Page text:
Country Reports on Human Rights Practices for 2012
Rwanda is a constitutional republic dominated by a strong presidency. The ruling Rwandan Patriotic Front (RPF) leads a coalition that includes six smaller parties. In August 2010 voters elected President Paul Kagame to a second seven-year term with 93 percent of the vote. Three other registered political parties participated in elections. Senate elections took place in September 2011, with RPF candidates winning the majority of seats by wide margins. International observers reported the senate elections met generally recognized standards of free and fair elections in most respects but noted concerns regarding the independence of voters’ decisions. State security forces (SSF) generally reported to civilian authorities, although there were instances in which elements of the security forces acted independently of civilian control.
The most important human rights problems in the country remained the government’s targeting of journalists, political opponents, and human rights advocates for harassment, arrest, and abuse; disregard for the rule of law among security forces and the judiciary; restrictions on civil liberties; and support of rebel groups in the neighboring Democratic Republic of the Congo.
Other major human rights problems included arbitrary or unlawful killings, both within the country and abroad; disappearances; torture; harsh conditions in prisons and detention centers; arbitrary arrest; prolonged pretrial detention; executive interference in the judiciary; and government infringement on citizens’ privacy rights. The government restricted freedoms of speech, press, assembly, association, and to a lesser extent, religion. Security for refugees and asylum seekers was inadequate. Corruption was a problem, and the government restricted and harassed local and international nongovernmental organizations (NGOs). Violence and discrimination against women and children occurred, including the recruitment by the M23 armed group of Rwandan and refugee minors as child soldiers. There was a small but growing incidence of trafficking in persons. Discrimination and occasional violence against persons with disabilities and the Twa minority occurred. The government restricted labor rights, and forced labor, including by children, and child labor were problems.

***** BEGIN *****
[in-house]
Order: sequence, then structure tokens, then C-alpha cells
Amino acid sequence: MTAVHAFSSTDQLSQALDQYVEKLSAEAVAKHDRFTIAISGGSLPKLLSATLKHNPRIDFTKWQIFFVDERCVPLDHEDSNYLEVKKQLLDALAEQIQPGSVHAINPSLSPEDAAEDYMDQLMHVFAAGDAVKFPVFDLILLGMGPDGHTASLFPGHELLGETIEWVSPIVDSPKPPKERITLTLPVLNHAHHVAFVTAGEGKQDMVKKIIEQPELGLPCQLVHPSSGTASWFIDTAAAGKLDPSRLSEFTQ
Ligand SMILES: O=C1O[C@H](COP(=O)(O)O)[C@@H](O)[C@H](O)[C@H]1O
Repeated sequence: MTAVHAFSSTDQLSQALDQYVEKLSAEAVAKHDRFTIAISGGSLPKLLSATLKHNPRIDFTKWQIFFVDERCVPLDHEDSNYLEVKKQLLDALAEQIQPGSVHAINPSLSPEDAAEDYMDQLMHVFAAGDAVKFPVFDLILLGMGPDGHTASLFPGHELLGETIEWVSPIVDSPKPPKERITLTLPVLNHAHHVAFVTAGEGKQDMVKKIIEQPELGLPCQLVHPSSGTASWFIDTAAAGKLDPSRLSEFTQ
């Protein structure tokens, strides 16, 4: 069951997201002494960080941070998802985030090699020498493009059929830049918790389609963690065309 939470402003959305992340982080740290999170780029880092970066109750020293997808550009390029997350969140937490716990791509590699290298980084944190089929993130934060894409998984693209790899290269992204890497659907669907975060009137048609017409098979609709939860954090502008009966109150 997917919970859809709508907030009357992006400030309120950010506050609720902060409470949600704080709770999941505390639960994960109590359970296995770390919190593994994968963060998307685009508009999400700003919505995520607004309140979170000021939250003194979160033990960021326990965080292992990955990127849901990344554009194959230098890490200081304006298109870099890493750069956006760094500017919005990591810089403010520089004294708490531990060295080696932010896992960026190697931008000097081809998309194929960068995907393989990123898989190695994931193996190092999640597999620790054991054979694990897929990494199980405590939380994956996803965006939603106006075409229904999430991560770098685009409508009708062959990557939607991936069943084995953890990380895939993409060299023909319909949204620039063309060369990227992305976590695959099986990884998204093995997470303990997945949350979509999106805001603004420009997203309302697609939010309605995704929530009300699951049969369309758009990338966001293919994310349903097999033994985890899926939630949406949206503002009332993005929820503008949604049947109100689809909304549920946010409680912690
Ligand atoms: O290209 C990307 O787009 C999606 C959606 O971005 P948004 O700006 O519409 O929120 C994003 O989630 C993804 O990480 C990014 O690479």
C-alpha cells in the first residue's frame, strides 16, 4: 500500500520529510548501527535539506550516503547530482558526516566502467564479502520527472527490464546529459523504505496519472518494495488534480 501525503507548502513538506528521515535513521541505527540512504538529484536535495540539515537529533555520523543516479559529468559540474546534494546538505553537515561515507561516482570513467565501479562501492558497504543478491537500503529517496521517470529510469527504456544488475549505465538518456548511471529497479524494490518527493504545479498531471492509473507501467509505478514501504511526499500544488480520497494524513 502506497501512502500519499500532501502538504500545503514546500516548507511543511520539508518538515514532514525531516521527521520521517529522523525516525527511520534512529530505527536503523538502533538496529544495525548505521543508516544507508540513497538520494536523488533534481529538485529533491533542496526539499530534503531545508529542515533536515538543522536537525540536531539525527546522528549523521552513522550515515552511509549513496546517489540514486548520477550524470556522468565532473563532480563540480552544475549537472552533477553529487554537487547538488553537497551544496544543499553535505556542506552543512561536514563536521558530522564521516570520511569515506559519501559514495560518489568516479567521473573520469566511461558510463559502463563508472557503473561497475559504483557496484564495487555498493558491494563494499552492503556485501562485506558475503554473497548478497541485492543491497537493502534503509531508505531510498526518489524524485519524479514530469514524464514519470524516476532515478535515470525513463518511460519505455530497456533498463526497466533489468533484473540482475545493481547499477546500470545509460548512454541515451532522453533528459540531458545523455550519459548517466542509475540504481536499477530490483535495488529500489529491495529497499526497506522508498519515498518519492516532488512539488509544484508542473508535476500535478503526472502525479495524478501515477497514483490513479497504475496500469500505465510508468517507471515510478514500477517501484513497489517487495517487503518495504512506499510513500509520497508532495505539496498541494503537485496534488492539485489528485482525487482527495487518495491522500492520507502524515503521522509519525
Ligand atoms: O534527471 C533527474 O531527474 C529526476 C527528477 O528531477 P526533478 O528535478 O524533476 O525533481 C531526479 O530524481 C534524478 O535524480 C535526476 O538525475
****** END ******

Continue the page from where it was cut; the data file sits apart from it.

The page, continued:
The government generally took steps to prosecute or punish officials who committed abuses, whether in the security services or elsewhere, but impunity involving civilian officials and SSF was a problem.
During the year the government provided material, logistical, and strategic support to the M23 armed group in the eastern Democratic Republic of the Congo (DRC), which committed summary executions and forcibly recruited adults and minors. The government strongly denied providing any support to the M23. SSF remained complicit in the illegal smuggling of conflict minerals from the DRC.